Luis Fonsi

Paso a Paso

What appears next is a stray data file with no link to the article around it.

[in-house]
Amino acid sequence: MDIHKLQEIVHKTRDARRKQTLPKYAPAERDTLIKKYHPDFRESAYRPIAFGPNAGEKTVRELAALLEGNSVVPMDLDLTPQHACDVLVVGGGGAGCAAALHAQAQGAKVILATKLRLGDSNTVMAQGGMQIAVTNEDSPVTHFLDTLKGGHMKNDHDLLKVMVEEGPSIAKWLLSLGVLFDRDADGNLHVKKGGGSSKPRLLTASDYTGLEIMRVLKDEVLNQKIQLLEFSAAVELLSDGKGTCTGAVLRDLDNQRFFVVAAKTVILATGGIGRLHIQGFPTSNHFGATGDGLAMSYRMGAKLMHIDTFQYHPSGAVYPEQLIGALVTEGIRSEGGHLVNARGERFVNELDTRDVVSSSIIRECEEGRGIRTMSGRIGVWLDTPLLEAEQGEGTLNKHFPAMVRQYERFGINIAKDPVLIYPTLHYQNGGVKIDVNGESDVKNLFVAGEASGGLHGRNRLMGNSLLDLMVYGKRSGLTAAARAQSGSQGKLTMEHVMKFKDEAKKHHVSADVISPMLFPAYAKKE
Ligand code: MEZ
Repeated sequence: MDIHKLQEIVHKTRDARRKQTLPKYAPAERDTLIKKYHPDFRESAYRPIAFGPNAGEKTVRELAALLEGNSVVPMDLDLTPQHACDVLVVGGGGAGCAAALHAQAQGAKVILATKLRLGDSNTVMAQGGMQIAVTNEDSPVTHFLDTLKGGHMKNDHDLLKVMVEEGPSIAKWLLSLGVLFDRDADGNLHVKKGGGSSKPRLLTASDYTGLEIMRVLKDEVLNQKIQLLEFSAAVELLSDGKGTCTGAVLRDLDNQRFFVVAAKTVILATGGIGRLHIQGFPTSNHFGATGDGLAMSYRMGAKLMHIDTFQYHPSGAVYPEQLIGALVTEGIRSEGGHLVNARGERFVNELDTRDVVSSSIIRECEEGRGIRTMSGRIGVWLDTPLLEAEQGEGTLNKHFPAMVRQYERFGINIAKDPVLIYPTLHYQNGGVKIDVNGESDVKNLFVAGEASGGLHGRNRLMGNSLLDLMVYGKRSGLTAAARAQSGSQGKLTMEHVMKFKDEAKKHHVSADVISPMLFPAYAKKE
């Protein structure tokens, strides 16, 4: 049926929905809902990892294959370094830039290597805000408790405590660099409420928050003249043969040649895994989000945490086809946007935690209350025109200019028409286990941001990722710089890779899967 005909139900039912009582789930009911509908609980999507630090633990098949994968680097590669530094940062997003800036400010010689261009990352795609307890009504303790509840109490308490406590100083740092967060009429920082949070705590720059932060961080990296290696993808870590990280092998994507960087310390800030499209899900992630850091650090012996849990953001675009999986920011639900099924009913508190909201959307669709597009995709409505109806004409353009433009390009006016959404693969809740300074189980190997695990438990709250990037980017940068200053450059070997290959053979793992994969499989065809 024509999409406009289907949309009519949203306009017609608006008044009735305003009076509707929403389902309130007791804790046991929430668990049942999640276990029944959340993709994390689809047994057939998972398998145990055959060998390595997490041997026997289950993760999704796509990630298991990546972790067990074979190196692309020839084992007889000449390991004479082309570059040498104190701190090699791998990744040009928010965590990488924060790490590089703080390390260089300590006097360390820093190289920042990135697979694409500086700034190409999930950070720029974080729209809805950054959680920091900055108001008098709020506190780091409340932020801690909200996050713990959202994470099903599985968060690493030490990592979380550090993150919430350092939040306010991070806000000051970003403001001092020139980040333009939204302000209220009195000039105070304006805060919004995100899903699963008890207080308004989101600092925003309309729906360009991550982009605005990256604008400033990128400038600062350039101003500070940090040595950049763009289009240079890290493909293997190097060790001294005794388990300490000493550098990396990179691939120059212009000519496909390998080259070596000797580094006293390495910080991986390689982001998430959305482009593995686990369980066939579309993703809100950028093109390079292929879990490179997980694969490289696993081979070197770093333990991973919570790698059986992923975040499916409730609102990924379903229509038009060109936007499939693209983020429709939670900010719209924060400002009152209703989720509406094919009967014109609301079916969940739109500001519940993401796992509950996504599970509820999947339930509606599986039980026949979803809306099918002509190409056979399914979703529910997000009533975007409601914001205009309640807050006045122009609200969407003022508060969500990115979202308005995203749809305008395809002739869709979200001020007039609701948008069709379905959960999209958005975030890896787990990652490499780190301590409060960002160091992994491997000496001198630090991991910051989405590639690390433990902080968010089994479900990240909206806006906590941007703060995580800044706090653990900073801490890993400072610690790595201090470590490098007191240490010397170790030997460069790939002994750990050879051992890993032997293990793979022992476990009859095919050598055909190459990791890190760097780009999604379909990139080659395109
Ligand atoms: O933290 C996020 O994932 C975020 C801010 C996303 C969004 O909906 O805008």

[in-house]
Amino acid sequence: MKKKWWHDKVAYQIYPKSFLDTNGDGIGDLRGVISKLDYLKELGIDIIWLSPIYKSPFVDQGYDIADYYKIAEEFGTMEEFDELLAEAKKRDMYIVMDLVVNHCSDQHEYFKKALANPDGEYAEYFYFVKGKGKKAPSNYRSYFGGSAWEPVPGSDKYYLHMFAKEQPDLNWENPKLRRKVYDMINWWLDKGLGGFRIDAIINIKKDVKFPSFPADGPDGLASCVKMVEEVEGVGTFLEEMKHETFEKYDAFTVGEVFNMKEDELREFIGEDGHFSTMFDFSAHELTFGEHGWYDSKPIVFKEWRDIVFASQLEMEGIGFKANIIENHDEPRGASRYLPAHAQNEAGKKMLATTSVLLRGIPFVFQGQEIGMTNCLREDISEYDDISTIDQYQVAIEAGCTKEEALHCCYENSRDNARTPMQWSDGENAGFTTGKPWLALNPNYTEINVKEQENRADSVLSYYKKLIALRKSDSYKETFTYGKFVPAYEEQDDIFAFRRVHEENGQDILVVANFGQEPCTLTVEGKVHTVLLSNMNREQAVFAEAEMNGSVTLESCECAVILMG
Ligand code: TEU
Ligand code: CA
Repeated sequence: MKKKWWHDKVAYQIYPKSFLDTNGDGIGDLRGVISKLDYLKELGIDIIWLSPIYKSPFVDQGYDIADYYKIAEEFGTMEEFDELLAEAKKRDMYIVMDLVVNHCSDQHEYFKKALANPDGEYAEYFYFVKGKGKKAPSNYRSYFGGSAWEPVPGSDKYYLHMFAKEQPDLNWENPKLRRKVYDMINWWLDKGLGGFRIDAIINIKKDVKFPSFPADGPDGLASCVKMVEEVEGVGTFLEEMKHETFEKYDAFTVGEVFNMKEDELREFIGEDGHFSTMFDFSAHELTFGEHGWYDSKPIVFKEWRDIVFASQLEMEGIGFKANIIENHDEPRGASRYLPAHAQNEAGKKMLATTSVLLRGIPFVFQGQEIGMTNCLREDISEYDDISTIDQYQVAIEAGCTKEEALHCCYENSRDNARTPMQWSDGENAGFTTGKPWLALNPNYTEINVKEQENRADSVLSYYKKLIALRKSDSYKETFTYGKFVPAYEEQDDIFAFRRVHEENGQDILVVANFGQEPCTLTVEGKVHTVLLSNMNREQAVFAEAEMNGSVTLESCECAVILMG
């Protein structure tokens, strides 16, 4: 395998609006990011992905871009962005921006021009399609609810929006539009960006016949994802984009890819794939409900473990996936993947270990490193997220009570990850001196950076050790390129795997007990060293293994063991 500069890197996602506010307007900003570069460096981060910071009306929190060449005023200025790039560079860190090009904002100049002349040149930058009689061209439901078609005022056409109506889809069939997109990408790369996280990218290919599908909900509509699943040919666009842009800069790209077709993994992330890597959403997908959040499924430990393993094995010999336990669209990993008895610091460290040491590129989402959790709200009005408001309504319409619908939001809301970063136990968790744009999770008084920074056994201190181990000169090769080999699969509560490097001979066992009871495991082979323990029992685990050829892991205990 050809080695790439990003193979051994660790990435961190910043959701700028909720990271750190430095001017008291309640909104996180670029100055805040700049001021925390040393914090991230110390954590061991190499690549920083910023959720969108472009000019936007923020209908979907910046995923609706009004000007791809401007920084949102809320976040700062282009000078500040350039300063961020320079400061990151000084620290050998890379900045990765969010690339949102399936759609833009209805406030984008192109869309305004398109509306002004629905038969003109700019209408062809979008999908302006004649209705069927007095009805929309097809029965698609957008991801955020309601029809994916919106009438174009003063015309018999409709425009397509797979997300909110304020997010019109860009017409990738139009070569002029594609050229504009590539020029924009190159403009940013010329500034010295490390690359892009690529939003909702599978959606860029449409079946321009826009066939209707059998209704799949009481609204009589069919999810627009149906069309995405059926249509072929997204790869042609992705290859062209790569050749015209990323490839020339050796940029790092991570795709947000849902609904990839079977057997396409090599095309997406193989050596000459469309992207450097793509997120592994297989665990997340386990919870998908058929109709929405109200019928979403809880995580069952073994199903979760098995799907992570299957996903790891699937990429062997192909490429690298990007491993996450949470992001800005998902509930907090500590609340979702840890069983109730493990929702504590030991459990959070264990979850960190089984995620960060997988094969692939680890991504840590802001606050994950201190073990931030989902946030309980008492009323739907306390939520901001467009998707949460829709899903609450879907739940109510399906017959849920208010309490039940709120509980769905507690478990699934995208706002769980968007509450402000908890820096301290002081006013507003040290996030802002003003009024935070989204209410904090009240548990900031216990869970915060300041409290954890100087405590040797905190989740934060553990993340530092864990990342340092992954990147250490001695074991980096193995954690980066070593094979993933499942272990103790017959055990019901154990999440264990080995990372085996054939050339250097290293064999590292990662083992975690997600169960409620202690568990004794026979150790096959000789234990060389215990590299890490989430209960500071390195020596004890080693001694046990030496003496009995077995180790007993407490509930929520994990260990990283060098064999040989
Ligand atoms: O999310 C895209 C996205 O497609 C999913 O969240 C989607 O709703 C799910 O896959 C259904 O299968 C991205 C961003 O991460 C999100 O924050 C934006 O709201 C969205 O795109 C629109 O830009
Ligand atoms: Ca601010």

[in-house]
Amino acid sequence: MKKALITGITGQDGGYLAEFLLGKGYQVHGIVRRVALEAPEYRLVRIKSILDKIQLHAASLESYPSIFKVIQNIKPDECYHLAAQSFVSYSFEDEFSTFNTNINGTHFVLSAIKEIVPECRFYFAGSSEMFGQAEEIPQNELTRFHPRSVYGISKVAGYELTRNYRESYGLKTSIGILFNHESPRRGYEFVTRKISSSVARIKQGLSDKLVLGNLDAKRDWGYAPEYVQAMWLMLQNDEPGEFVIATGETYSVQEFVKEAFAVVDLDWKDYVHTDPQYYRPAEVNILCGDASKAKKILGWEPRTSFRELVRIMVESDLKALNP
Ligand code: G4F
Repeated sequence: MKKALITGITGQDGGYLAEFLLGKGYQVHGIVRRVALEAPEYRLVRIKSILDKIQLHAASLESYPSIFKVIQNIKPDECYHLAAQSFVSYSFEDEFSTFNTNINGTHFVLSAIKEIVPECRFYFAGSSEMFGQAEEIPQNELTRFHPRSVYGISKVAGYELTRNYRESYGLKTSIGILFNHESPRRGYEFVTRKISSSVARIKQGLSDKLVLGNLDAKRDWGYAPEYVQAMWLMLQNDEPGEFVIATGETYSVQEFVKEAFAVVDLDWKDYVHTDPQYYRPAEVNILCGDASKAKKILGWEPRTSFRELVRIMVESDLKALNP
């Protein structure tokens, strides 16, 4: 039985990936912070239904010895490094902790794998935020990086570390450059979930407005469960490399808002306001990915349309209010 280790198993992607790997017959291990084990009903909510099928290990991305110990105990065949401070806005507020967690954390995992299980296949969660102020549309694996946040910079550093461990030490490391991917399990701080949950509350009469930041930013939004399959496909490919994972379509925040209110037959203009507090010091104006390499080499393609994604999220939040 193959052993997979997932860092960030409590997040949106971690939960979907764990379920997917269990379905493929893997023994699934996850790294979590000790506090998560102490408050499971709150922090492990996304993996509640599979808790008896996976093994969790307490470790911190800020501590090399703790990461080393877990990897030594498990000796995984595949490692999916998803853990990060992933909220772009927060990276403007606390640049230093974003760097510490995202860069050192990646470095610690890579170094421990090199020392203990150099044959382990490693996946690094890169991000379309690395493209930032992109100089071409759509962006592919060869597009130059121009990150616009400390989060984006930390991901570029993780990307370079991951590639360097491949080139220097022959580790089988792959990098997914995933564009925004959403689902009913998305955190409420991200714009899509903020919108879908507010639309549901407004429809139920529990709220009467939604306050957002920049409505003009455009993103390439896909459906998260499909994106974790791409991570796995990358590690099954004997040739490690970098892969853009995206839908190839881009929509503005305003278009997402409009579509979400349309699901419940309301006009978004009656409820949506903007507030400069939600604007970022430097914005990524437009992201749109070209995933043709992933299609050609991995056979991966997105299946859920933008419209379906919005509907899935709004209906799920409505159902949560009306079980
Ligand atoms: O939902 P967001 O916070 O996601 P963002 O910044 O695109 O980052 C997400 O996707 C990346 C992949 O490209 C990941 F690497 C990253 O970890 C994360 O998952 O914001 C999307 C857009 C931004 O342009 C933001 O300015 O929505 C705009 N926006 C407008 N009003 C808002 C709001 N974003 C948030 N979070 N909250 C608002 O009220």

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When one thinks of Puerto Rican artists, the word that has generally come to mind over the years -- at least before the rise of reggaeton -- is "salsa." Salsa as in Tito Puente, Ray Barretto, Eddie Palmieri, Tito Rodriguez, Hector Lavoe, and Willie Colón. Salsa as in el Gran Combo, la Sonora Ponceña, and el Conjunto Clasico. But while many Puerto Ricans (along with Cubans, who invented salsa rhythms like son, cha cha, mambo, guaguancó, and danzon) have made valuable contributions to salsa, being Puerto Rican doesn't automatically mean being salsa-oriented. There are Puerto Rican popsters as well, including Luis Fonsi. Instead of catering to the tropical market, Fonsi has gone for an across-the-board appeal in the Spanish-speaking world -- and he continues in that Latin pop vein on Paso a Paso, which is definitely one of his stronger, more consistent releases. Fonsi hasn't always had great material to work with (his first English-language-oriented album, Fight the Feeling, was a disappointment), but this time, the songs (many of which he co-wrote) are above average. Paso a Paso is, by Latin standards, Top 40 fare -- and while the disc has a lot of adult contemporary appeal, Fonsi brings a bit of a rock edge to some of the tunes (especially "Por una Mujer," "Para Mi," and the soaring "Arropame"). Paso a Paso (which was mostly produced by Sebastian Krys) has some light ballads (including "Vivo Muriendo" and "Me Lo Dice el Alma"), but there are plenty of up-tempo items as well. Fonsi opts for variety, and it serves him well on Paso a Paso -- which, for all its sleekness and pop gloss, has plenty of meat on its bones. Those who have found some of Fonsi's previous albums to be uneven and inconsistent will be glad to know that Paso a Paso is a keeper.

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